Aside from the sheer stupidity, it seems to me that there's a constitutional problem here; if the state can't drug test people without probable cause -- and in general, that's the case under the fourth amendment -- then can they mandate that it be done by a sports league? This is framed as a regulation of an industry, but I don't know that the state should be able to circumvent the constitution by so doing.

I don't generally go in for promoting specific action on this site, but in this case, I'll make an exception. Go to this moron's website and fill in his feedback form to tell him what you think of him and his idea (which you can track here).

And since I'm being critical, I suppose I ought to give kudos where they're appropriate:

Sen. Rico Oller, R-San Andreas, called the idea "clearly bad public policy."

"I would go for it if also all public officials -- including the Legislature, the attorney general and the governor -- were required to submit to drug testing," Oller said. "This is a tremendous overreach. These people are not even California citizens. There is a certain arrogance to not only regulate every aspect of California citizens' lives, but also to regulate those who are not citizens of the state."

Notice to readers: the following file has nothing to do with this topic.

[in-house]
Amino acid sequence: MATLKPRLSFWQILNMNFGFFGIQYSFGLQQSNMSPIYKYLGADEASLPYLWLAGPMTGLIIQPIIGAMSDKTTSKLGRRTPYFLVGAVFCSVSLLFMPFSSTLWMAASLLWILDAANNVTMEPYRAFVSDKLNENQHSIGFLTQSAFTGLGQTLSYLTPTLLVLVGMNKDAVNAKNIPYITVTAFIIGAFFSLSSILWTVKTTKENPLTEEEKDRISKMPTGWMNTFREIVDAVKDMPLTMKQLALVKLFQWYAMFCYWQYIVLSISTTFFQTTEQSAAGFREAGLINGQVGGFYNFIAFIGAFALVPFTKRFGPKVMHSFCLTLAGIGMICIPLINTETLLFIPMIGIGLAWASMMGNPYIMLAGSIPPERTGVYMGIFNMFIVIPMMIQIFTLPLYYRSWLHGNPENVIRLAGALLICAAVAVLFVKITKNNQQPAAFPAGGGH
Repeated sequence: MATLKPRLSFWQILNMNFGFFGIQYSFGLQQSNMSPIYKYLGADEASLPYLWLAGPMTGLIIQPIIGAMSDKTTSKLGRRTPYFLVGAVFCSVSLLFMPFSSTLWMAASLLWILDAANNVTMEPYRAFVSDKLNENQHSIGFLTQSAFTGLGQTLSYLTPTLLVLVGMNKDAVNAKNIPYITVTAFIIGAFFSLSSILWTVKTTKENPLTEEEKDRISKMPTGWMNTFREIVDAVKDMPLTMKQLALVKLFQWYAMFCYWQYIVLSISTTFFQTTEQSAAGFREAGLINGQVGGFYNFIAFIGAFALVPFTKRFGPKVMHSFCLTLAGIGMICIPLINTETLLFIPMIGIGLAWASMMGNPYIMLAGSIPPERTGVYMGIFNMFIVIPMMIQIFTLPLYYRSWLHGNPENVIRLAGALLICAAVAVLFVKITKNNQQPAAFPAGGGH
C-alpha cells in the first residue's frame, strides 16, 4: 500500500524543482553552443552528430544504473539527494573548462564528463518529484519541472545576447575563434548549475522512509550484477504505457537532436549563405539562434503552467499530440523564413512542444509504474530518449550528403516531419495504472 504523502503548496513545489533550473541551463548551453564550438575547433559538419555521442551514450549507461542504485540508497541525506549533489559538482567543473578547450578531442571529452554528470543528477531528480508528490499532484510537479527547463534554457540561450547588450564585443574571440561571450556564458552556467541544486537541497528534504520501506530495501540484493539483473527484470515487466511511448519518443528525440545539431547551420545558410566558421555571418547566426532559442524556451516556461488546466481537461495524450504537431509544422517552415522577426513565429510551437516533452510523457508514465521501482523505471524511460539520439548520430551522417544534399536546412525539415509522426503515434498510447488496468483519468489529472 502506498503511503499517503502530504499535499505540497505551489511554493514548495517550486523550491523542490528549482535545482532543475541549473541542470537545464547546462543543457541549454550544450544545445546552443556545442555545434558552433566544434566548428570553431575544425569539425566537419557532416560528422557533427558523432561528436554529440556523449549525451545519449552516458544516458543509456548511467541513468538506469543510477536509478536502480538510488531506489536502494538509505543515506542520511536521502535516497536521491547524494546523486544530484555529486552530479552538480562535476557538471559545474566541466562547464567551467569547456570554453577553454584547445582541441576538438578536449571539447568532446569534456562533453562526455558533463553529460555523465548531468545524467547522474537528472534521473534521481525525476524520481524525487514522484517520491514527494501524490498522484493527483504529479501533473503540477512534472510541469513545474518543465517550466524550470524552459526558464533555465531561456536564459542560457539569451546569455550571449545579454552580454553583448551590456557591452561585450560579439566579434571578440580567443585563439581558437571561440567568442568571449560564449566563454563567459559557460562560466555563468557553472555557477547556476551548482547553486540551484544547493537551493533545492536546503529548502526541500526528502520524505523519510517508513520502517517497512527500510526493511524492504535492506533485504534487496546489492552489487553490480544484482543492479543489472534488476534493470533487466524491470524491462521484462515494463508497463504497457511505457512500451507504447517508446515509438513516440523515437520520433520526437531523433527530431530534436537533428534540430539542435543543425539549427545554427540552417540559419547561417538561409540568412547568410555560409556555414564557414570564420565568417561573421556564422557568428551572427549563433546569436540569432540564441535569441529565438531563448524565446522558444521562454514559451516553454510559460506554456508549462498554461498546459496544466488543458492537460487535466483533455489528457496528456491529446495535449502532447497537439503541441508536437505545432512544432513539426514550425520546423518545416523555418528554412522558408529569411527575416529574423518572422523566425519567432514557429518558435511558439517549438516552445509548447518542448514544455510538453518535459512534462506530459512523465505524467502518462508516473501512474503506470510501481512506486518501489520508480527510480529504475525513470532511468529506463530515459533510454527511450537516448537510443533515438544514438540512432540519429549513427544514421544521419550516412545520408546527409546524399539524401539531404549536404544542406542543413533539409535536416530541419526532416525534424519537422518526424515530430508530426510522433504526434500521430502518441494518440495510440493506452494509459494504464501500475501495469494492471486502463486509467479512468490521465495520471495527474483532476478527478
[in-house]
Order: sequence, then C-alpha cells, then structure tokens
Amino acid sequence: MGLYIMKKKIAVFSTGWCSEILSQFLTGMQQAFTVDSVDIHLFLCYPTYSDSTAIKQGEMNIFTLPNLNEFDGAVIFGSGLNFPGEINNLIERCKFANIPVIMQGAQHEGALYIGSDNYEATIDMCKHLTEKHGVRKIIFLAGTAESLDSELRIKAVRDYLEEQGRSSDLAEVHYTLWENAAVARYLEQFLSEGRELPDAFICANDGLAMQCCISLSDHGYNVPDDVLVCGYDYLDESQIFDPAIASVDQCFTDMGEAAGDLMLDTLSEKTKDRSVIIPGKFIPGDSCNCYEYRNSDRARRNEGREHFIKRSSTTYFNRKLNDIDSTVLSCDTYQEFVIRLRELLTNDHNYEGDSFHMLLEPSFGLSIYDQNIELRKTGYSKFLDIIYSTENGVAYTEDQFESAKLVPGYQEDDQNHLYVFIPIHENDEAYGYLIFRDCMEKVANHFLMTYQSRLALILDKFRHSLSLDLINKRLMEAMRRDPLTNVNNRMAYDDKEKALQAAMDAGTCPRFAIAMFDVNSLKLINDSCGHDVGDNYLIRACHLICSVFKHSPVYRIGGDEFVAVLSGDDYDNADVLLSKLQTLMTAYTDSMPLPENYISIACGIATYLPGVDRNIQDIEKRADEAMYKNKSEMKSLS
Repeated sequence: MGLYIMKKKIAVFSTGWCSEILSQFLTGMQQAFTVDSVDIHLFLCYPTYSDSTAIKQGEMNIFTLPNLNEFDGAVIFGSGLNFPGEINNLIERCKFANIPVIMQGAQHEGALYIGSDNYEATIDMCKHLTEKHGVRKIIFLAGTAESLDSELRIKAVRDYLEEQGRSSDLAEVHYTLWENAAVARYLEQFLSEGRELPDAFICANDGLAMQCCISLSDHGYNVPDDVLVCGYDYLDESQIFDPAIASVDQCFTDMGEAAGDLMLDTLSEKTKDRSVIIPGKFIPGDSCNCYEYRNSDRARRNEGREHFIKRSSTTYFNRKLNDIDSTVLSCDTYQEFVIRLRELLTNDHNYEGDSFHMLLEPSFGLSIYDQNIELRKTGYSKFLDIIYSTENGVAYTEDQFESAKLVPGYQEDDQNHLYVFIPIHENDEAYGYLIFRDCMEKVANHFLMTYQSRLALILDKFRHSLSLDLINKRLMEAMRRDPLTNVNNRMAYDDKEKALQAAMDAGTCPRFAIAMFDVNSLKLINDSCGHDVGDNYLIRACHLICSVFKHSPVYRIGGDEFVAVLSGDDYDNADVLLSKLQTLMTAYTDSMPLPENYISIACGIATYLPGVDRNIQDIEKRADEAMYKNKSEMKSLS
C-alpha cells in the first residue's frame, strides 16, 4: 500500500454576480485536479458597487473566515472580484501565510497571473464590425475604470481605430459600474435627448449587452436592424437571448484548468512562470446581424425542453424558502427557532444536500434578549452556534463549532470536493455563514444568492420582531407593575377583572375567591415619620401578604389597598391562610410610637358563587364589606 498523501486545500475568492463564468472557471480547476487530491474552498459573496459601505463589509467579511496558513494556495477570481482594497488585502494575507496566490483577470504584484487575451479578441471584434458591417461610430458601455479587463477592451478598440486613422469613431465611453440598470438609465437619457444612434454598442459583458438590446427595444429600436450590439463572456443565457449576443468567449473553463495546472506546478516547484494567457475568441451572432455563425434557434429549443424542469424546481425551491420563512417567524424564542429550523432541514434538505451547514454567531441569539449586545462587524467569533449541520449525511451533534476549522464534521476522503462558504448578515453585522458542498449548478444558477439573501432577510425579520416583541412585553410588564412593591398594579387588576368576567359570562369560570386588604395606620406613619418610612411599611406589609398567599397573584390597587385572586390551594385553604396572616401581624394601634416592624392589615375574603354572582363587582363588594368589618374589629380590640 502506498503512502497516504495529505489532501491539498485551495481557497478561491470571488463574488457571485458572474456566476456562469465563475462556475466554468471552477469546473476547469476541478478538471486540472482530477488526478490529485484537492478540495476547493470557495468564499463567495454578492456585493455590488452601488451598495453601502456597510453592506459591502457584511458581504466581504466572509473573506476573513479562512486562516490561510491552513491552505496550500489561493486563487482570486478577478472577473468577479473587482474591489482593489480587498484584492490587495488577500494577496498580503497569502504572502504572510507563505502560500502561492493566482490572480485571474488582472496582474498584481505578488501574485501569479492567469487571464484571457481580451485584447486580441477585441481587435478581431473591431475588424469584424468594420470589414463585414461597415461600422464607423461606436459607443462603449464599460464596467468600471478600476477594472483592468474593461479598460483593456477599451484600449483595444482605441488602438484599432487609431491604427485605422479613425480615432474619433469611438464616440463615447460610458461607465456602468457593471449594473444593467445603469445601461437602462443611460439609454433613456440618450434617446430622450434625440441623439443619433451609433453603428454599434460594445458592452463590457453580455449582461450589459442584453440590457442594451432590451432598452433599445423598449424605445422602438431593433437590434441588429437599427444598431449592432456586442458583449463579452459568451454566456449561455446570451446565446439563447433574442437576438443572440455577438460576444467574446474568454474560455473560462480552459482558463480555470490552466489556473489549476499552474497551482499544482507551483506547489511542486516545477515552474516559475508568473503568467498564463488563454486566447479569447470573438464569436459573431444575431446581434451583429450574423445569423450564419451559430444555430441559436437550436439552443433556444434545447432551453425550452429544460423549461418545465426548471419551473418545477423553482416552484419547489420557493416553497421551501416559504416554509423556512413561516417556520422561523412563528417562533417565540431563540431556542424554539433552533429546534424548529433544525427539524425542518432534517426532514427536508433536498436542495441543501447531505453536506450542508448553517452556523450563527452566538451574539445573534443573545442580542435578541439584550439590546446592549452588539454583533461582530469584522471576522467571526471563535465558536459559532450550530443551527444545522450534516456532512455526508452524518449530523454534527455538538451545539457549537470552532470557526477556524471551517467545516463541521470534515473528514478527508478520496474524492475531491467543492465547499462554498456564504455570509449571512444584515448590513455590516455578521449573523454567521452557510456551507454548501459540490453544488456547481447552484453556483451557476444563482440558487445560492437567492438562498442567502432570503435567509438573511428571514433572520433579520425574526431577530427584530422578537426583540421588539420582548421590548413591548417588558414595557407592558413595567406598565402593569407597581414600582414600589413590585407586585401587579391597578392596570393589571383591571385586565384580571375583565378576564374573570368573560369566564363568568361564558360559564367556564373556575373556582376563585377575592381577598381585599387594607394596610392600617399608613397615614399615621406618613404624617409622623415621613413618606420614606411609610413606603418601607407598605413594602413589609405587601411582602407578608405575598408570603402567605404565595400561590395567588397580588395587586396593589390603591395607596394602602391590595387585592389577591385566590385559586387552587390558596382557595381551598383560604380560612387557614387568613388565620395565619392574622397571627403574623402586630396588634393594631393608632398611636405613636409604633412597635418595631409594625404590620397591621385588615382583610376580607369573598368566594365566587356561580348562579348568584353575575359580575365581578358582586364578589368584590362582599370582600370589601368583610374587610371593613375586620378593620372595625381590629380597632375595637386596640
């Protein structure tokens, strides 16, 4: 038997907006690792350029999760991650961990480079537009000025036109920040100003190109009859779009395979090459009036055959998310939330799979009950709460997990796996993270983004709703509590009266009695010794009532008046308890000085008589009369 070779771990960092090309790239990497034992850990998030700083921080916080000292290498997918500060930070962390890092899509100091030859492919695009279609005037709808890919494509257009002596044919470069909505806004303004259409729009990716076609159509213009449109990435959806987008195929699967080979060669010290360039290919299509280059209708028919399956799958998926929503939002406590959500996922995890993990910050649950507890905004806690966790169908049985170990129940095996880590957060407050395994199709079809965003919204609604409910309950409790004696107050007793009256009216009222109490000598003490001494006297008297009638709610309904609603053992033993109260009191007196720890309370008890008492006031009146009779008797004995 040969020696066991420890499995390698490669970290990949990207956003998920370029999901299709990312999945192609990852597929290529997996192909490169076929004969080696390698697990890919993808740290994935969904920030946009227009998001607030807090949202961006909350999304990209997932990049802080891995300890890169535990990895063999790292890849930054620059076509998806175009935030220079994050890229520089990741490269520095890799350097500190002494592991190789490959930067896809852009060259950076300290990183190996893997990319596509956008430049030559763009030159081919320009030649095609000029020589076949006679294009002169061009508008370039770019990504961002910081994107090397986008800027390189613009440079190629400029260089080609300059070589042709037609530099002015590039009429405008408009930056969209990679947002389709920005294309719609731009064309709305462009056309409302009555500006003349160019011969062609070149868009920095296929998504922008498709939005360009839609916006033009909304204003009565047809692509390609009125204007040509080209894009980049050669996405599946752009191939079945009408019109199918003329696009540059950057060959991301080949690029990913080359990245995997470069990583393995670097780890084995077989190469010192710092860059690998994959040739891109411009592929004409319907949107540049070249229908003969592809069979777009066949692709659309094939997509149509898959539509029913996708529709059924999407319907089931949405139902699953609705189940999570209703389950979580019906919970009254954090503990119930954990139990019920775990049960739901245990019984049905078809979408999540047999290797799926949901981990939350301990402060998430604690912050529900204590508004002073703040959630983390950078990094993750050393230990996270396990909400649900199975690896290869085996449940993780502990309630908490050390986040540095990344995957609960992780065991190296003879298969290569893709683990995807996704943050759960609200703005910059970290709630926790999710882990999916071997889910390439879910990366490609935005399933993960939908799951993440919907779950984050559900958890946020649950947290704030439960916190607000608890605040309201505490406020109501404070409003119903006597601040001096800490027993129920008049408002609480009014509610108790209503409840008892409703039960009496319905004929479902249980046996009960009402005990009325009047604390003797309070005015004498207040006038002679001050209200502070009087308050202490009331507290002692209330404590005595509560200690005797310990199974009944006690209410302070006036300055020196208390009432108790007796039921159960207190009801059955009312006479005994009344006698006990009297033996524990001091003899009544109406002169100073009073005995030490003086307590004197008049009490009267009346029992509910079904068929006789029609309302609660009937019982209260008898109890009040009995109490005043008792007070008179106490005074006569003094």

Wow, a legislator who actually sounds sane.

June 20, 2002

Those who can't, teach...

The Rancho Bernardo High School vice principal who forcibly checked the underwear of students at a dance has been disciplined. They solved the problem by making her a teacher. That's what passes for accountability in the public school system. And why did the school district take two months to mete out this non-punishment?

The district had few options for disciplining Wilson because she is tenured, Phillips said. Removing her credential or firing her could open the district to the threat of a wrongful termination lawsuit and cost hundreds of thousands of dollars. Tenure guarantees Wilson a teaching position within the district until she retires.
So apparently it would have been cheaper to have her killed. (Maybe a few decisions like that and unions would push less vigorously for tenure.)

June 21, 2002

Don't change that channel!

I'll be out of town for a few days, and blogging will be very intermittent. (Yeah, yeah, I know: what else is new. Shaddup.)

About June 2002

This page contains all entries posted to Jumping To Conclusions in June 2002. They are listed from oldest to newest.

May 2002 is the previous archive.

July 2002 is the next archive.

Many more can be found on the main index page or by looking through the archives.

Powered by
Movable Type 3.31